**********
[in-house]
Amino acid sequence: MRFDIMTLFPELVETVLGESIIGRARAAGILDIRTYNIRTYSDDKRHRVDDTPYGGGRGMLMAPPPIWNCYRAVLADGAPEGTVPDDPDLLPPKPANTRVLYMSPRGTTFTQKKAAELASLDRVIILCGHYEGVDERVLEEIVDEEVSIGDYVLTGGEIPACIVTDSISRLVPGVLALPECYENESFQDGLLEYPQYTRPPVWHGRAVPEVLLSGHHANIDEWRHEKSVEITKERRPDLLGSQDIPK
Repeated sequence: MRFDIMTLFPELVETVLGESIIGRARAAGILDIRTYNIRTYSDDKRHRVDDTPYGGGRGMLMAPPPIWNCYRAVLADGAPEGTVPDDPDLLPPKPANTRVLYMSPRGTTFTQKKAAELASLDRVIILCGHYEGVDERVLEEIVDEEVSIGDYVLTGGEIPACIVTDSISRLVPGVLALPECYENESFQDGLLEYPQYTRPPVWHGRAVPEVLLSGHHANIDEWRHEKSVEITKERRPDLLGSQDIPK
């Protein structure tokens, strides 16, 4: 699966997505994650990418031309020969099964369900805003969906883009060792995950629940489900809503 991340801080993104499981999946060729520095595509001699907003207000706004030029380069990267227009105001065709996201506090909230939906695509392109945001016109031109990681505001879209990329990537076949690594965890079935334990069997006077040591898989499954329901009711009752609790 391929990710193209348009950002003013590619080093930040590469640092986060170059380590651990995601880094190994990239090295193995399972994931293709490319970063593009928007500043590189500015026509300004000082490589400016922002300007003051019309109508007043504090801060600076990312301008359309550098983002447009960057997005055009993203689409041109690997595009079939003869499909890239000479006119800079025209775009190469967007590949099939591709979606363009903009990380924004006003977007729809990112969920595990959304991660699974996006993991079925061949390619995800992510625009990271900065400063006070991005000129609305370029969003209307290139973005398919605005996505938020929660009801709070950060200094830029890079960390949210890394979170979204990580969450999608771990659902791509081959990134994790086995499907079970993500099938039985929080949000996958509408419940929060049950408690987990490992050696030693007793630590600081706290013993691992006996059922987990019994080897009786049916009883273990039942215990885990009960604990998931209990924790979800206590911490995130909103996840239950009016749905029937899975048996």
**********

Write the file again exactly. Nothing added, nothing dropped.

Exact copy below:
[in-house]
Amino acid sequence: MRFDIMTLFPELVETVLGESIIGRARAAGILDIRTYNIRTYSDDKRHRVDDTPYGGGRGMLMAPPPIWNCYRAVLADGAPEGTVPDDPDLLPPKPANTRVLYMSPRGTTFTQKKAAELASLDRVIILCGHYEGVDERVLEEIVDEEVSIGDYVLTGGEIPACIVTDSISRLVPGVLALPECYENESFQDGLLEYPQYTRPPVWHGRAVPEVLLSGHHANIDEWRHEKSVEITKERRPDLLGSQDIPK
Repeated sequence: MRFDIMTLFPELVETVLGESIIGRARAAGILDIRTYNIRTYSDDKRHRVDDTPYGGGRGMLMAPPPIWNCYRAVLADGAPEGTVPDDPDLLPPKPANTRVLYMSPRGTTFTQKKAAELASLDRVIILCGHYEGVDERVLEEIVDEEVSIGDYVLTGGEIPACIVTDSISRLVPGVLALPECYENESFQDGLLEYPQYTRPPVWHGRAVPEVLLSGHHANIDEWRHEKSVEITKERRPDLLGSQDIPK
């Protein structure tokens, strides 16, 4: 699966997505994650990418031309020969099964369900805003969906883009060792995950629940489900809503 991340801080993104499981999946060729520095595509001699907003207000706004030029380069990267227009105001065709996201506090909230939906695509392109945001016109031109990681505001879209990329990537076949690594965890079935334990069997006077040591898989499954329901009711009752609790 391929990710193209348009950002003013590619080093930040590469640092986060170059380590651990995601880094190994990239090295193995399972994931293709490319970063593009928007500043590189500015026509300004000082490589400016922002300007003051019309109508007043504090801060600076990312301008359309550098983002447009960057997005055009993203689409041109690997595009079939003869499909890239000479006119800079025209775009190469967007590949099939591709979606363009903009990380924004006003977007729809990112969920595990959304991660699974996006993991079925061949390619995800992510625009990271900065400063006070991005000129609305370029969003209307290139973005398919605005996505938020929660009801709070950060200094830029890079960390949210890394979170979204990580969450999608771990659902791509081959990134994790086995499907079970993500099938039985929080949000996958509408419940929060049950408690987990490992050696030693007793630590600081706290013993691992006996059922987990019994080897009786049916009883273990039942215990885990009960604990998931209990924790979800206590911490995130909103996840239950009016749905029937899975048996």